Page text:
Why clean energy is a water conservation strategy

By Kate Zerrenner | The Source Magazine

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ecent storms, droughts, and rising seas focus our thoughts on ‘resilience’. That buzzword boils down to building systems that can withstand and quickly recover from the effects of climate change. In the water sector, resilience means ensuring sufficient supply and managing demand.

My home state exemplifies the highs and lows and extremes that some regions of the world are now facing. Within the last five years, Texas has gone from the throes of a devastating drought to historic flooding in a decade and a half.

In this climate of feast or famine, both water supplies and conservation efforts have a strong tie to energy choices. Indeed, Texas’ evolving water reality has grown more complex due to the state’s energy mix, which is becoming increasingly efficient and clean.

Yet this trend has revealed an encouraging development that can inform long-term resilience plans for Texas and the world: a cleaner electric grid requires less water.

If our resource utilities take a more comprehensive view–seeing energy in relation to water–we will better adapt populations to the volatile extremes of a changing climate.

This view of inextricably linked resources is known as the energy-water nexus. The nexus highlights the reality that conventional energy resources, such as coal and nuclear power plants, require large amounts of water to produce electricity, while most of the water we use requires a considerable amount of energy to treat and transport it. Waste in one depletes the other.

But, as we are discovering, the converse also holds true.

Texas’ recent State Water Plan forecasts that from 2010 to 2030, annual demand for steam-electric water–water needed for fossil fuel-fired power generation–will increase more than 50 percent. That number is based on the energy resources Texas deployed in 2010, as well as the state’s forecasted economic and population growth.

Yet this estimate does not consider the state’s evolving energy reality: Texas has ramped-up clean energy in the past few years, and this trend will likely continue. That evolution matters, because energy efficiency, solar PV, and wind use virtually no water to create electricity, compared with thirsty coal, nuclear and natural gas. In short, the water intensity of the state’s generation mix is decreasing.

By how much? Well, based on energy data from Texas’ main grid operator, the water agency’s forecast for Texas’ power-related water needs in 2030 exceeds the future reality by nearly 40 percent. That’s good news, in theory, but such gross overestimation of the power sector’s future water needs means the state lacks a comprehensive, clear picture of its own demand.

And it could push even further. A robust nexus approach in the State Water Plan could enable both energy and water savings statewide. California’s Energy Commission found that water conservation could save as much energy as efficiency programmes at investor-owned electric utilities–but at half the cost. Coordination between the two sectors could also save water directly and indirectly through energy efficiency.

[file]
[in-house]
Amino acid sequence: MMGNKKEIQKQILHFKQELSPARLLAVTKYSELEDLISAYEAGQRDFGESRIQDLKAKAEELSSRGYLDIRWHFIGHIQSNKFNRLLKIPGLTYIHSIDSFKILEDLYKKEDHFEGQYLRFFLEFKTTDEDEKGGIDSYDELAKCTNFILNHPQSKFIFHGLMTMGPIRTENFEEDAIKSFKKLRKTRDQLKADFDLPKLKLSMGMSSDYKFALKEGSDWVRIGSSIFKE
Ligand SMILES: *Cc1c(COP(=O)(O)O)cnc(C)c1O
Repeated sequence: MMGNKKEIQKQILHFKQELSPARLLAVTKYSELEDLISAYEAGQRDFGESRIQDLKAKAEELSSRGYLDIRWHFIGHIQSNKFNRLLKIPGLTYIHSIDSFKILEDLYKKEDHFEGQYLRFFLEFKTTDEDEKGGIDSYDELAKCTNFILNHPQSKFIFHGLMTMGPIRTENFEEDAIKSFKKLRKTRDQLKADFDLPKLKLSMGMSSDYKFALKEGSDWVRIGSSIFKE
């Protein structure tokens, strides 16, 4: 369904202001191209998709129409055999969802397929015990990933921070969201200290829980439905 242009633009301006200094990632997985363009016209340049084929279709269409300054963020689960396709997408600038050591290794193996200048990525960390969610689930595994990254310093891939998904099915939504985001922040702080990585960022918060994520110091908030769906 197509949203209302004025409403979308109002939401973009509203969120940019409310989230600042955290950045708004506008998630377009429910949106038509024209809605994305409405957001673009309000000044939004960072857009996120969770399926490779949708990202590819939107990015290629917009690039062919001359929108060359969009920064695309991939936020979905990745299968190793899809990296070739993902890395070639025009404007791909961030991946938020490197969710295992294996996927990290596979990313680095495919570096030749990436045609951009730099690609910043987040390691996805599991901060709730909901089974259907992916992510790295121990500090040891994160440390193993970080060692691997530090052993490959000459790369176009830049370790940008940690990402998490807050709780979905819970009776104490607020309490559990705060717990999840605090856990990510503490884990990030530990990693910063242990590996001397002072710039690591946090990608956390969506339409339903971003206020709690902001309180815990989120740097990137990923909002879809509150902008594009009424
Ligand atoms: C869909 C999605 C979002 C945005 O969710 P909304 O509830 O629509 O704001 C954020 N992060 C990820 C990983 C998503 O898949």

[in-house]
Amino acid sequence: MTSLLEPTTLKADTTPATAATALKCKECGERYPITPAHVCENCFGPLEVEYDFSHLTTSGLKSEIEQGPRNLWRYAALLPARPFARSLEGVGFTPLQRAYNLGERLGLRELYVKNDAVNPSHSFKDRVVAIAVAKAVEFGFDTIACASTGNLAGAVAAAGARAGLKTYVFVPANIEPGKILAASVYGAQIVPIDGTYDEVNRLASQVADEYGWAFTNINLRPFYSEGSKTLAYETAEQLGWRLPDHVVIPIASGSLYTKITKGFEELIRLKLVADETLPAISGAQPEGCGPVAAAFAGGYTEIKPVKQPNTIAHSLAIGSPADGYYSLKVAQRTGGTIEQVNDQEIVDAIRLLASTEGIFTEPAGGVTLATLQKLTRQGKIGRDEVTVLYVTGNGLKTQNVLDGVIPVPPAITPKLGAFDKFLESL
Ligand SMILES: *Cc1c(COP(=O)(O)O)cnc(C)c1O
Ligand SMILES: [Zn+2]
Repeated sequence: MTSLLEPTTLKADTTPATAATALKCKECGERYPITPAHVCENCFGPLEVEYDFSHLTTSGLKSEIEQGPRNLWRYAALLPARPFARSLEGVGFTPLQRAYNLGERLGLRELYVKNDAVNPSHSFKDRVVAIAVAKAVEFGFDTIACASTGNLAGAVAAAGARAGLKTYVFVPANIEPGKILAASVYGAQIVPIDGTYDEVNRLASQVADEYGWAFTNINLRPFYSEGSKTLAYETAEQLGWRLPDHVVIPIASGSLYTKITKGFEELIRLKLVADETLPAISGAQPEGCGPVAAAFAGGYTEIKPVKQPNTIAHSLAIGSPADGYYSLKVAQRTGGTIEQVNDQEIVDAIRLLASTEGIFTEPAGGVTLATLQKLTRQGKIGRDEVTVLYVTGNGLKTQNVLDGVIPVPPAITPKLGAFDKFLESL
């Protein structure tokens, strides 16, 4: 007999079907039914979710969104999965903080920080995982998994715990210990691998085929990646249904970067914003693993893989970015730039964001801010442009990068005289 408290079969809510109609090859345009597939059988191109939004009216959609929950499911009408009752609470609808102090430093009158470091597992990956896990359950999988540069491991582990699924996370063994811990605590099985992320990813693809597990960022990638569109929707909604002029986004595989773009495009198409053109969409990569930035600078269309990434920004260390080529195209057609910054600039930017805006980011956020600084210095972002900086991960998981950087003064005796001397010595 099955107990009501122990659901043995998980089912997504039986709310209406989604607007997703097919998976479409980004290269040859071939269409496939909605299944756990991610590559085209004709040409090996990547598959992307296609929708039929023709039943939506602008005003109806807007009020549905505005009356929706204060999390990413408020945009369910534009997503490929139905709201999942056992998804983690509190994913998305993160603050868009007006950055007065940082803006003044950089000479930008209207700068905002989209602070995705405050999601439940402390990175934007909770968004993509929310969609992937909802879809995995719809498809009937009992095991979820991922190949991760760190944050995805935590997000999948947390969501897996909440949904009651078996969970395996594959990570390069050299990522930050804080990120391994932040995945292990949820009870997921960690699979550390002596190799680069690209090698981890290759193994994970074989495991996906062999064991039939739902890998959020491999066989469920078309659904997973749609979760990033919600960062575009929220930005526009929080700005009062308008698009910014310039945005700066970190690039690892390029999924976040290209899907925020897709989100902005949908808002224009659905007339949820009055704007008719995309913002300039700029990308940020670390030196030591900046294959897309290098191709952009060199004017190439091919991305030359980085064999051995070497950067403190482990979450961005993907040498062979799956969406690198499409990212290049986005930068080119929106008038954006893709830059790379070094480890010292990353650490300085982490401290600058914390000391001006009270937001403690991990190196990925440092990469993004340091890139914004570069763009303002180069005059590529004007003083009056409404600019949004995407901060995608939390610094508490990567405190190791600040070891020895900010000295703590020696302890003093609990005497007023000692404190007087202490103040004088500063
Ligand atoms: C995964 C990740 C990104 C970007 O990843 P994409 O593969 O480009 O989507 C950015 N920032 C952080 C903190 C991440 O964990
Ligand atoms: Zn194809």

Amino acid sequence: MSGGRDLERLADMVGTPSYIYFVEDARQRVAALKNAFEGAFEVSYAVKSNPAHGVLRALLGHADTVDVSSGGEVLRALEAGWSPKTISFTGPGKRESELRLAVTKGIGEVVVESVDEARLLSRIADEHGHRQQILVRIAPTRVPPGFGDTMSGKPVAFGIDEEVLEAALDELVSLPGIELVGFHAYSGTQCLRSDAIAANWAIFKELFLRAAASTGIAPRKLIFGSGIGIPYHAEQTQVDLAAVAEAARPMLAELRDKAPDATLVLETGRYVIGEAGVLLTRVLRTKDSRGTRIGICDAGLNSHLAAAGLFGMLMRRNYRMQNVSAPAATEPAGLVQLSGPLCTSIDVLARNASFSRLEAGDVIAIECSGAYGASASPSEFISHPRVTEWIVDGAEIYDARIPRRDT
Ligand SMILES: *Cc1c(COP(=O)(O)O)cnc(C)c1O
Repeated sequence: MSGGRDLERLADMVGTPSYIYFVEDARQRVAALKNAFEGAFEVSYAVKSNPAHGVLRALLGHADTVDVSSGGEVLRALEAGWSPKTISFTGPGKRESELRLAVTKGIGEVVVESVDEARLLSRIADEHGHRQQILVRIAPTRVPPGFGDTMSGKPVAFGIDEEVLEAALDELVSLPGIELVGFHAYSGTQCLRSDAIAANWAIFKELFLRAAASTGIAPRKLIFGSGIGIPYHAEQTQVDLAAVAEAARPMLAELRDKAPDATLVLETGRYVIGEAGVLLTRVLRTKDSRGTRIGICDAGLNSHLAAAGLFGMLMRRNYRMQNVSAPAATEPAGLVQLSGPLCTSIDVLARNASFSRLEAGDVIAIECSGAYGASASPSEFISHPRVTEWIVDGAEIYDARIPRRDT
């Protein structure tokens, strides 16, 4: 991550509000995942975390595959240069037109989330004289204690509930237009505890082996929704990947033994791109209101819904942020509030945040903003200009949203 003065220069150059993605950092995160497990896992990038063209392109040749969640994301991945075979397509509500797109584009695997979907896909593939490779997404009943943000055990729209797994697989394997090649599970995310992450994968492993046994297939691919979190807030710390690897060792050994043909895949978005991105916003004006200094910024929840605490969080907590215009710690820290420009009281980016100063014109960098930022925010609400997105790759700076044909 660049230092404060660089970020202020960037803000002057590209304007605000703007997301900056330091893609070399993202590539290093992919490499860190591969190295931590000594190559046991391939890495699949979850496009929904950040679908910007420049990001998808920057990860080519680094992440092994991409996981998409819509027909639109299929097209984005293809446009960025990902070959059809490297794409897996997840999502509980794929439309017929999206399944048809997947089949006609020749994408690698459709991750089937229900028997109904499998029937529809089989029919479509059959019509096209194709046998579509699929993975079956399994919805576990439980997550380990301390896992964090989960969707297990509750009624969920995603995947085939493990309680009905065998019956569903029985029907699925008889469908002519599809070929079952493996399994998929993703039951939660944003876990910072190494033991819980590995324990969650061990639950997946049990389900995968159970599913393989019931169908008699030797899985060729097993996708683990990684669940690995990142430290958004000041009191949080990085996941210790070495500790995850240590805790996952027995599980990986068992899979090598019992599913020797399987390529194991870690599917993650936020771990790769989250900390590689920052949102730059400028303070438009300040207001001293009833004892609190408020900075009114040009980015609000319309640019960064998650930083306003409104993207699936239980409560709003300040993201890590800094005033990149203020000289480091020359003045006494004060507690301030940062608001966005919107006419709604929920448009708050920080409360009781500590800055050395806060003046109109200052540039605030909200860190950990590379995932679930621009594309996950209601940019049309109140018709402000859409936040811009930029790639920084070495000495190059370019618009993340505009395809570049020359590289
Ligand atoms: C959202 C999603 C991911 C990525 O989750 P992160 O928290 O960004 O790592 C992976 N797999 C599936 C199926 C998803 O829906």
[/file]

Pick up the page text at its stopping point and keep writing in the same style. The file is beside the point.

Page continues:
Texas is only a microcosm of challenges arising around the globe. Many countries and regions struggle with competing demands for energy and water. Failure to take both into account at once skips a golden opportunity to improve water supply and demand projections, while also advancing clean energy and climate goals.

Right now, more than 30 million people in eastern and southern Africa are suffering the worst drought in decades. Not only does the lack of water impair local food production (another nexus). It also curtails electricity access or reliability, as many rely heavily on fossil fuel or hydropower.

A greener grid that slashes emissions may also be 40% less thirsty, boosting local resilience while meeting international climate and SDG commitments

South Africa is in the throes of the worst drought in a century, made worse by thirsty energy production. The country’s electric grid depends 72 percent on coal, followed by nuclear and hydropower. Yet renewable energy is growing fast in South Africa, and the mobile nature of some technologies–like solar panels– further enhances access to electricity in more remote areas. The country has committed itself to expand renewables throughout its future energy mix. The original goal may have been to cut carbon emissions, but a happy parallel consequence is to cut electricity’s thirst. That decrease must be accounted for in water planning.

The South African example is, like that in Texas, globally relevant for every country that signed the Paris climate agreement and adopted the Sustainable Development Goals (SDGs). Among the SDGs are commitments to address climate, energy, water, and food.

Official projections should use the best available data and methods. That way, wild swings in weather (which we can’t control) don’t translate to wild swings in water supplies (which we can). Incorporating a more comprehensive energy-water understanding into policy can help guarantee reliable, plentiful water for communities and industries for years to come.

Through a new lens – one that considers water in energy plans and vice versa – our governments can better meet the heavy commitments they have made: both to international accords, and to their own citizens.

But there’s more to it than that. By reducing their carbon footprint, they simultaneously reduce their water footprint. In that respect the nexus becomes the key to unlock resilience.